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a635: Committee to defend democracy in Haiti (fwd)
From: Robert Benodin <firstname.lastname@example.org>
Committee to defend democracy in Haiti
P.O. Box 1429
New York, New York 10276
Phone: (718) 834-1296 / Fax: (718) 834-8853
February 4, 2002
President George W. Bush
The White House
1600 Pennsylvania Avenue, N.W.
Washington, D.C. 20500
Dear Mr. President:
We would like to congratulate you on your firm determination to wage war
against "international terrorism." We hope that you will stay the course
until citizens around the world feel freer to go about their daily lives.
But we are somewhat worried that while the United States government
concentrates on the major "evildoers" in far away places, it is giving the
impression that minor terrorist States closer to the American mainland are
free to do as they please. Our main concern is Haiti where the government
depends on mercenaries, mainly former "U.S. Special forces," to guard the
president who has unleashed a reign of terror to consolidate his power,
As reported by The Miami Herald (Feb. 1, 2002), "veterans of U.S. Special
Forces" are now serving as "bodygaurds" for Haiti's President Jean-Bertrand
Aristide. Approximately 60 members of those forces -"SEALs, Delta Force,
Army Rangers and Marine reconnaissance units" -cost poverty-stricken Haiti
$6 million to $10 million a year, providing security just for one person.
Although it is said that "Aristide's contract [is] with the California-based
Steele Foundation, a private executive protection firm," in Haiti most
people say "the Americans are still protecting Aristide." The majority of
Haitians don't grasp the distinction between Americans on "private contract"
and those dispatched by the U.S. government.
Thus, while "the Americans" protect Mr. Aristide, thugs tied to his regime
have hacked journalist Brignol Lindor to death, burned down the homes and
offices of opposition figure and are kidnapping citizens, even Americans,
who are held for ransom.
The lawlessness of the Port-au-Prince authorities prompted your own State
Department to issue a warning on December 28, 2001 to Americans about the
dangers of traveling to Haiti. Alarmed by the deteriorating situation in
Haiti, the Permanent Council of the Organization of American States passed a
resolution on January 15, 2002, urging the Haitian government to arrest and
bring to trial those who pillaged and burned the homes and offices of
opposition leaders and killed defenseless citizens on December17, 2001.
Mr. President, we also refer you to a front page article in The Wall Street
Journal entitled "Dead End" (January 29) which details the contortions of
the authorities in Port-au-Prince to deny justice to Jean Dominique, the
most prominent Haitian journalist assassinated allegedly by close aides of
Even Le Monde of Paris, France, a daily that was a strong defender of Mr.
Aristide, published a damaging piece about him on January 30, in which
influential French personalities, including Mrs. Danielle Mitterrand, have
denounced the former priest now turned a corrupt tyrant.
Mr. President, we don't think it is mere coincidence that The Econonist of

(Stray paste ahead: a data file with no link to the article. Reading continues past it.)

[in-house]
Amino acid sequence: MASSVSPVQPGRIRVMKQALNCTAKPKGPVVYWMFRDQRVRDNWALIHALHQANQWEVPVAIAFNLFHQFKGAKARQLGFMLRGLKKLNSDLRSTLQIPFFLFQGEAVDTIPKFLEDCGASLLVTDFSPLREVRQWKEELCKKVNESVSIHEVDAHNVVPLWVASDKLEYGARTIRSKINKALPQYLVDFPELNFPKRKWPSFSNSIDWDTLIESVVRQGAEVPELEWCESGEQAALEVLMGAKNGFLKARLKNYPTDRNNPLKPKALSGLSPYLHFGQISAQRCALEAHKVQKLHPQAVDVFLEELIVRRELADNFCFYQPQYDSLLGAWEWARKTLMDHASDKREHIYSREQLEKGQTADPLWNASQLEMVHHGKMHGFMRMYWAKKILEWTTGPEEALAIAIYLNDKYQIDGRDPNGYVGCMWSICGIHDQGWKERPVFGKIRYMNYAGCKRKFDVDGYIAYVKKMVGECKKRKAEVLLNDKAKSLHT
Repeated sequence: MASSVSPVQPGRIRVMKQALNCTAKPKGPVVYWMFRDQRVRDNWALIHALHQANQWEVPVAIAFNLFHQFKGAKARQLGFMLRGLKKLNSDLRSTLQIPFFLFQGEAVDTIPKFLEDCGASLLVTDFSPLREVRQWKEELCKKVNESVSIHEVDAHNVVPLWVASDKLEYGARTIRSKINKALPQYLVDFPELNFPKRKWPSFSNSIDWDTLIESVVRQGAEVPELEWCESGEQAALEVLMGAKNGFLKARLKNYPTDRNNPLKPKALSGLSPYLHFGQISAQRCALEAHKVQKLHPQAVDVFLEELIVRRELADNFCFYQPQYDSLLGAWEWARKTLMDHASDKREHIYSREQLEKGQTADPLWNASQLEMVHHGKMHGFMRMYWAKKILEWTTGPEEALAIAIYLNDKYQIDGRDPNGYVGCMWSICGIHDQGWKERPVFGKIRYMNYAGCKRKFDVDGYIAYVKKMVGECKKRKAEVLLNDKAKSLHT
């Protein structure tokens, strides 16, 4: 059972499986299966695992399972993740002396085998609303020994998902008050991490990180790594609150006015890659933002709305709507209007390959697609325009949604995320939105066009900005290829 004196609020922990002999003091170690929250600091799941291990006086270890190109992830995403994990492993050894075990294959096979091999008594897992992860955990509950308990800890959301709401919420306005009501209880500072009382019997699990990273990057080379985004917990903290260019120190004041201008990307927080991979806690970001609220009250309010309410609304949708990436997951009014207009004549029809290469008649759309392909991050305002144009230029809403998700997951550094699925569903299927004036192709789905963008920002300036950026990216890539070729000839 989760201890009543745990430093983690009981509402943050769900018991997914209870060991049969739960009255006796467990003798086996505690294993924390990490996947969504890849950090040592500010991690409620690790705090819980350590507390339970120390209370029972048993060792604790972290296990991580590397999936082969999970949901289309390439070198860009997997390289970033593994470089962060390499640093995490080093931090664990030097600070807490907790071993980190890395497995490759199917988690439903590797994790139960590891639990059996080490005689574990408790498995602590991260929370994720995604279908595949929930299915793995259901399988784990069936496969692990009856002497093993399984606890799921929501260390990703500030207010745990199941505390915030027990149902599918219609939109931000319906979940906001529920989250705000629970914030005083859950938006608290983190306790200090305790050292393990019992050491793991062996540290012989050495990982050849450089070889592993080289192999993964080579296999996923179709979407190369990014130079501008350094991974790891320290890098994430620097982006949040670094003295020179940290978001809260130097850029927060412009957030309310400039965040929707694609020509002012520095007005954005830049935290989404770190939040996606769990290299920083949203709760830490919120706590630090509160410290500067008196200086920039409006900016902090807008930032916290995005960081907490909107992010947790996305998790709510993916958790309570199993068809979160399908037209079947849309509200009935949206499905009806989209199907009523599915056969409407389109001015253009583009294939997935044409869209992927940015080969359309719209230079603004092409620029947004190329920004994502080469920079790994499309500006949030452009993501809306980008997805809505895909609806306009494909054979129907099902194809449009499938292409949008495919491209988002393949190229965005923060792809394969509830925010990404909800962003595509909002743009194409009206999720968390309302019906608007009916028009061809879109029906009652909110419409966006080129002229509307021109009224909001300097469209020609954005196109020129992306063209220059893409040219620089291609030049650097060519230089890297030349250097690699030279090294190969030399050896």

London weighed in with its own view of the situation under the title "Where
Racketeers Rule." Says The Economist: "Some of Haiti's rich families are
selling up and moving abroad. They complain of government corruption and a
dramatic rise in kidnappings by armed gangs, some of whom are thought to
have close links to Mr. Aristide's Lavalas Family party."
Meanwhile, The Economist adds that you and other Western leaders who have
timidly rebuked the Haitian regime for the long multidimensional crisis
buffeting Haiti, are blamed for "blocking $500 million in foreign aid" to
Haiti, an act President Aristide calls "economic terrorism."
Mr. President, in 1994 when the military putschists who had overthrown Mr.
Aristide were accused of lesser crimes than those committed under Mr.
Aristide, the then President of the United States used the Oval Office as a
bully pulpit to condemn the "thugs" who brought desolation to Haiti.
Today the new "thugs" who were restored to power by American military might
are causing havoc only 800 miles from the shores of southern Florida. This
situation could negatively affect politics in the "Sunshine States,"
threatened by an impending wave of new refuges.
On the other hand, the Hatian people are confused about the apparent support
of America for Mr. Aristide, an increasingly isolated despot who has secured
his personal safety through millions of dollars disbursed to Americans.
We believe that your administraion must make clear that the government of
the United States doesn't condone -yea, it condemns- the practices of the
Lavalas Family regime. Moreover, Washington should find ways to collaborate
with democracy- and freedom-loving Haitians to bring about lasting changes
in that sad land before it turns into a major headache.
Felix Augustin, Member of the Executive Committee, Secretary
Dejean Belizaire, Member of the Executive Committee, former Senator and
President of the National Assembly
Marcel Bonny, Member of the Executive Committee, former minister of planning
and External Cooperation
Raymond A. Joseph, Member of the Executive Committee, former Charge
d'Affaires in Washington and Representative to the OAS, Spokesperson
Robert Rodney, M.D., Member of the Executive Committee